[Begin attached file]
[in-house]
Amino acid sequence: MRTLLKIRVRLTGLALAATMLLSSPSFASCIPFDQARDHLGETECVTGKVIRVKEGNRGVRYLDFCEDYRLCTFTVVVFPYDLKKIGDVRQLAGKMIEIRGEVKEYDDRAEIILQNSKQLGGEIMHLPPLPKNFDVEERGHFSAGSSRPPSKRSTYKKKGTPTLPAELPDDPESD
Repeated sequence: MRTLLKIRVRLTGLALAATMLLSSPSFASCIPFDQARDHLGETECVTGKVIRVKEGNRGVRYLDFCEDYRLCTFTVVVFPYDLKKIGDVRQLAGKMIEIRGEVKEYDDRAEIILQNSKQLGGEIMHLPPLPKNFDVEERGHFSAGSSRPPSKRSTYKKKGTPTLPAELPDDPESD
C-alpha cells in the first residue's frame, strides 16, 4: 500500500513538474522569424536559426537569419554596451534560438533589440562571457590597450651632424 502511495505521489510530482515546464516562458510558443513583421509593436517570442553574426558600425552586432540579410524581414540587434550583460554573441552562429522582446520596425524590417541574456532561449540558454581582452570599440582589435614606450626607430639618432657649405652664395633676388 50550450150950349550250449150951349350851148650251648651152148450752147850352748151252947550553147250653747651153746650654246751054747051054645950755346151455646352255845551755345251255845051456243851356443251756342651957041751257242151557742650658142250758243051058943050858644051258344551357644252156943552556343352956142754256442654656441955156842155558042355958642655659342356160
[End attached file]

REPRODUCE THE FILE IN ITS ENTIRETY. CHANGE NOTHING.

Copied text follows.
[in-house]
Amino acid sequence: MRTLLKIRVRLTGLALAATMLLSSPSFASCIPFDQARDHLGETECVTGKVIRVKEGNRGVRYLDFCEDYRLCTFTVVVFPYDLKKIGDVRQLAGKMIEIRGEVKEYDDRAEIILQNSKQLGGEIMHLPPLPKNFDVEERGHFSAGSSRPPSKRSTYKKKGTPTLPAELPDDPESD
Repeated sequence: MRTLLKIRVRLTGLALAATMLLSSPSFASCIPFDQARDHLGETECVTGKVIRVKEGNRGVRYLDFCEDYRLCTFTVVVFPYDLKKIGDVRQLAGKMIEIRGEVKEYDDRAEIILQNSKQLGGEIMHLPPLPKNFDVEERGHFSAGSSRPPSKRSTYKKKGTPTLPAELPDDPESD
C-alpha cells in the first residue's frame, strides 16, 4: 500500500513538474522569424536559426537569419554596451534560438533589440562571457590597450651632424 502511495505521489510530482515546464516562458510558443513583421509593436517570442553574426558600425552586432540579410524581414540587434550583460554573441552562429522582446520596425524590417541574456532561449540558454581582452570599440582589435614606450626607430639618432657649405652664395633676388 50550450150950349550250449150951349350851148650251648651152148450752147850352748151252947550553147250653747651153746650654246751054747051054645950755346151455646352255845551755345251255845051456243851356443251756342651957041751257242151557742650658142250758243051058943050858644051258344551357644252156943552556343352956142754256442654656441955156842155558042355958642655659342356160